Organizational ignorance (Towards a managerial perspective on the unknown)

Unknown_December_1939_coverThose interested in the management of organisations may already be aware that the concept of ‘Ignorance Management’ has its own page at Wikipedia. A definition was first provided in 2012 by John Israilidis Antoniou and colleagues at Loughborough University, UK.    [source]

“Ignorance Management is a process of discovering, exploring, realising, recognising and managing ignorance outside and inside the organisation through an appropriate management process to meet current and future demands, design better policy and modify actions in order to achieve organisational objectives and sustain competitive advantage.”

Since then, new aspects of Ignorance Management have fallen under academic scrutiny. Take for example ‘Organizational Ignorance’ – which perhaps could be described as the prevalence and possible relevance of perceived (or actual) benefits/detractions of unknown factors within organizations. A new paper in the journal Management Learning (July 2013 vol. 44 no. 3) explores ‘Organizational Ignorance’ in depth. Professor Joanne Roberts, BA (Hons), PGCE, PhD, FHEA who is now at Winchester School of Art, University of Southampton, UK explains in : ‘Organizational ignorance: Towards a managerial perspective on the unknown.’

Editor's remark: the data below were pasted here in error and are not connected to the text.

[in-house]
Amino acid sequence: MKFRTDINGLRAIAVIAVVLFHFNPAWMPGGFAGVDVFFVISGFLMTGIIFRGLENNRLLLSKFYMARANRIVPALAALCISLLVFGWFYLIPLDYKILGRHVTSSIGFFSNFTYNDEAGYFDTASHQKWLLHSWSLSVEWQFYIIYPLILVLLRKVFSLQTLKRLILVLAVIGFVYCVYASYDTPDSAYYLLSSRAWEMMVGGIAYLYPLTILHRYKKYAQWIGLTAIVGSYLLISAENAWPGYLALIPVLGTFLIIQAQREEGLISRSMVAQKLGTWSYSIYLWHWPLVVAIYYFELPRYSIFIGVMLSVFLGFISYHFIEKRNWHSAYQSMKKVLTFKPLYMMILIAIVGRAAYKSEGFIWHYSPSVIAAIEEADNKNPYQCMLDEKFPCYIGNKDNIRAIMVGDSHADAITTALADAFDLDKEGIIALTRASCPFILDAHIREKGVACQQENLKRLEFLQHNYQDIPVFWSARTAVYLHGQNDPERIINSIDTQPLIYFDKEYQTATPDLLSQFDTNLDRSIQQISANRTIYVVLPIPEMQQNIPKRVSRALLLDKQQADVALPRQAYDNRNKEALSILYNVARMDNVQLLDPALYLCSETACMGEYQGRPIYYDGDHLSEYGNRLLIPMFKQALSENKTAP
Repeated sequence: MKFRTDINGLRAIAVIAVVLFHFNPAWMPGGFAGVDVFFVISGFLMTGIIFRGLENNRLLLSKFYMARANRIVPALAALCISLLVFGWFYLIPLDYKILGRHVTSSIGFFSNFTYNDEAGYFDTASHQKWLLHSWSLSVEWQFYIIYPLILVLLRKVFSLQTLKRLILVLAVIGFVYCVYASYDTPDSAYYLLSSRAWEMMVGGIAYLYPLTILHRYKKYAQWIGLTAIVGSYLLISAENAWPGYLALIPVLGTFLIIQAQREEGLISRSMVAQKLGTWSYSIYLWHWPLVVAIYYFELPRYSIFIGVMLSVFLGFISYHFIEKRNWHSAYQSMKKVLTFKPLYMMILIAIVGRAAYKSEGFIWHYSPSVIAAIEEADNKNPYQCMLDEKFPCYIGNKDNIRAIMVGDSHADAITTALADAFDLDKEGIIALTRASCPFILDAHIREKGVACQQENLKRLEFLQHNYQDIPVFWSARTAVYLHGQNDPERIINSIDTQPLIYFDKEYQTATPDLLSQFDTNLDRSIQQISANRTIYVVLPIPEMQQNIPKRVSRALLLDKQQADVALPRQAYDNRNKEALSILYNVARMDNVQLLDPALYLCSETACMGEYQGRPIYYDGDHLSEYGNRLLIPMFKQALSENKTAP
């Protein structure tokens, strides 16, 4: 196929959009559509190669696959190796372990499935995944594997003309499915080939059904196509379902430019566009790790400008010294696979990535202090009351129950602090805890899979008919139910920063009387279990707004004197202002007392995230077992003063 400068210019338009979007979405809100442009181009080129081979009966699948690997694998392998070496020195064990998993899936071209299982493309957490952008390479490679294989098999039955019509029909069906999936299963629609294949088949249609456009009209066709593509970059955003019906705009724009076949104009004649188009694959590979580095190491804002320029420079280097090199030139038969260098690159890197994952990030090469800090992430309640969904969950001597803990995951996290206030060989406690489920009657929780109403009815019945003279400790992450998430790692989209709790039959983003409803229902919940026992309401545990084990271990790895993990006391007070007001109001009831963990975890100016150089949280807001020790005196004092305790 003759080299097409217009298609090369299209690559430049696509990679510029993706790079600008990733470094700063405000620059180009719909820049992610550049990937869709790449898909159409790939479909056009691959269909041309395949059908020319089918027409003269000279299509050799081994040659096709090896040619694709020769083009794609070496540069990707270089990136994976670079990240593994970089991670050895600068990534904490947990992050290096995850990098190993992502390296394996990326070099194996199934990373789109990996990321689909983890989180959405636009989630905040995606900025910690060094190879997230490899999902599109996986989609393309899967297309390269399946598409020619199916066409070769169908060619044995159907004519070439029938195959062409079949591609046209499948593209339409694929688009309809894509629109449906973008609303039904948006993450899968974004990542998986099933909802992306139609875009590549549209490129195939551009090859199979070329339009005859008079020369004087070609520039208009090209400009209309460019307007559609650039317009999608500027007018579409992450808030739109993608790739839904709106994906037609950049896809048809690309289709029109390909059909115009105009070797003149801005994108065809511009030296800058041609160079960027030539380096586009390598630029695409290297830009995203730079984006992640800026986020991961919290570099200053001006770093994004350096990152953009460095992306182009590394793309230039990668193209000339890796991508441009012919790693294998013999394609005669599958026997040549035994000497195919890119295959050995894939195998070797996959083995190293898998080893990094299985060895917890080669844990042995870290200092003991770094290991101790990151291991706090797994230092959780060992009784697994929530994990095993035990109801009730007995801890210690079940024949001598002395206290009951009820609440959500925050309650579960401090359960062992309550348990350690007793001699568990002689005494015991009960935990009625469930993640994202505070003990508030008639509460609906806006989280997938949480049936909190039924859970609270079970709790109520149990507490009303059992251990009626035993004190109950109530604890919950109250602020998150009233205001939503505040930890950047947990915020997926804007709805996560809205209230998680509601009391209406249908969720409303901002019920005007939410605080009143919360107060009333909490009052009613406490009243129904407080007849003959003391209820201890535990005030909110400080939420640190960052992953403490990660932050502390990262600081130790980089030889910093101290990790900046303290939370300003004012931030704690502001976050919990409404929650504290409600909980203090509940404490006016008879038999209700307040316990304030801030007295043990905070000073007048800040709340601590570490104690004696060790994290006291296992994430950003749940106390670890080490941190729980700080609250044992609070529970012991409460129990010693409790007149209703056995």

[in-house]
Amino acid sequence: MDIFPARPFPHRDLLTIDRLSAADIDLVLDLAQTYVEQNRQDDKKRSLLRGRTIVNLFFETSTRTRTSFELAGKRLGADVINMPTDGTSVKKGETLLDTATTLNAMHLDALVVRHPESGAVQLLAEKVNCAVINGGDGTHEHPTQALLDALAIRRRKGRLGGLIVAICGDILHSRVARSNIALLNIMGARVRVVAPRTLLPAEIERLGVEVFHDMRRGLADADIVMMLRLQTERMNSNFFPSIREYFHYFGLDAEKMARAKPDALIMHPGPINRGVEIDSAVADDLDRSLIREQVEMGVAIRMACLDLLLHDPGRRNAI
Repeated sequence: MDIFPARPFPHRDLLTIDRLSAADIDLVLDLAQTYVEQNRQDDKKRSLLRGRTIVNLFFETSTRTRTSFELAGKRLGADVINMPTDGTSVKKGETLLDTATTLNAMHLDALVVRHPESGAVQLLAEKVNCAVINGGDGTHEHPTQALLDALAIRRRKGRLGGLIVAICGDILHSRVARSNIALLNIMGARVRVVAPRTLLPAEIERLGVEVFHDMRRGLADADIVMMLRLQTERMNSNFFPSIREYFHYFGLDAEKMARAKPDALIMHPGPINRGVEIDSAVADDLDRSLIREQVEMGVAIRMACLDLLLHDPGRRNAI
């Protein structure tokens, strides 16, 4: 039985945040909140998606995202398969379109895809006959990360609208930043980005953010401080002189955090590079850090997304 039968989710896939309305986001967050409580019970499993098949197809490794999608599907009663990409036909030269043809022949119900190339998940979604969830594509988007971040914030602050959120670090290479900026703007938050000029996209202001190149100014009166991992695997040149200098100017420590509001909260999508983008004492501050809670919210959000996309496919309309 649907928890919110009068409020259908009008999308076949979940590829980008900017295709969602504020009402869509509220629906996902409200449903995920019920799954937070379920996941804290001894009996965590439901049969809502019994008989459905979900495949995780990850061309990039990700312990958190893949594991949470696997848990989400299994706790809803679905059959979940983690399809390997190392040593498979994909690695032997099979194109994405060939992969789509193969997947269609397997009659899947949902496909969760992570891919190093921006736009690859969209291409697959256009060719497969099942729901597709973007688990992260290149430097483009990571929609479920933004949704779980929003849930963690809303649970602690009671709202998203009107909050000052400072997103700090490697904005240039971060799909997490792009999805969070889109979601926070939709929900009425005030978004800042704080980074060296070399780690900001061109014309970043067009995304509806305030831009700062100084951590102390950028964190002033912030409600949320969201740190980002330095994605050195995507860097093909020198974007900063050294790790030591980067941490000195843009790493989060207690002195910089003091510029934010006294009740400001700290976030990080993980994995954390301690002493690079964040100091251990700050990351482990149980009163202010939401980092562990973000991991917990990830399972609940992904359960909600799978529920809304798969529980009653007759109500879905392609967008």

“This article aims to bring organizational ignorance to the attention of management scholars and practitioners and thereby initiate the development of a managerial perspective on the unknown. Although managing every aspect of the unknown is beyond reach, the development of an appreciation of organizational ignorance can offer a valuable means of reflecting on management issues, particularly given the bounded rationality of organizational actors in contexts characterized by ever increasing supplies of knowledge and information, growing complexity, and the need to respond quickly to opportunities and challenges. The article begins with an account of why organizational ignorance warrants attention. The nature of ignorance and organizational ignorance is then considered and a typology of organizational ignorance is presented. The article concludes with a call for the development of a managerial perspective on the unknown, together with the elaboration of research questions that can usefully direct future investigations into organizational ignorance.“

(You may purchase this article for US$32.00)


[1]   The Wikipedia page above provides an external link to an ‘Ignorance Management benchmarking questionnaire’ which Improbable advises may be best appreciated with a pinch of salt and with one’s tongue in one’s cheek.

[2]  The illustration is from the December 1939 edition of Unknown magazine.

 ALSO SEE: The Champalimaud Centre for the Unknown, Lisbon, Portugal.